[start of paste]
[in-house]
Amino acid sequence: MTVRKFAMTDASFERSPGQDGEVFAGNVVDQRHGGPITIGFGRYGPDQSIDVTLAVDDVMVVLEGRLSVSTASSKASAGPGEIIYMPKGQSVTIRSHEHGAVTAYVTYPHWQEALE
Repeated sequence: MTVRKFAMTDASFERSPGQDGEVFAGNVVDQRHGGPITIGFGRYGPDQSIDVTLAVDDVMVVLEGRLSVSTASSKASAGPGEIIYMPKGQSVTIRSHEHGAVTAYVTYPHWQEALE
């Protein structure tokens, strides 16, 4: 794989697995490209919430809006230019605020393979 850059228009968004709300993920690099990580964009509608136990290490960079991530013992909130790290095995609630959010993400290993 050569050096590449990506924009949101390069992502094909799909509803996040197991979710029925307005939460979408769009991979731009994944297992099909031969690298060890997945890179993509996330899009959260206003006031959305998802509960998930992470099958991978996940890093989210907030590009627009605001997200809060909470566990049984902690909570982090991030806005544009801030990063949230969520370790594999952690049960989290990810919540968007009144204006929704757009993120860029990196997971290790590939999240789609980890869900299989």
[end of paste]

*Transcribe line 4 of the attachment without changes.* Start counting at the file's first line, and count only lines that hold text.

């Protein structure tokens, strides 16, 4: 794989697995490209919430809006230019605020393979 850059228009968004709300993920690099990580964009509608136990290490960079991530013992909130790290095995609630959010993400290993 050569050096590449990506924009949101390069992502094909799909509803996040197991979710029925307005939460979408769009991979731009994944297992099909031969690298060890997945890179993509996330899009959260206003006031959305998802509960998930992470099958991978996940890093989210907030590009627009605001997200809060909470566990049984902690909570982090991030806005544009801030990063949230969520370790594999952690049960989290990810919540968007009144204006929704757009993120860029990196997971290790590939999240789609980890869900299989």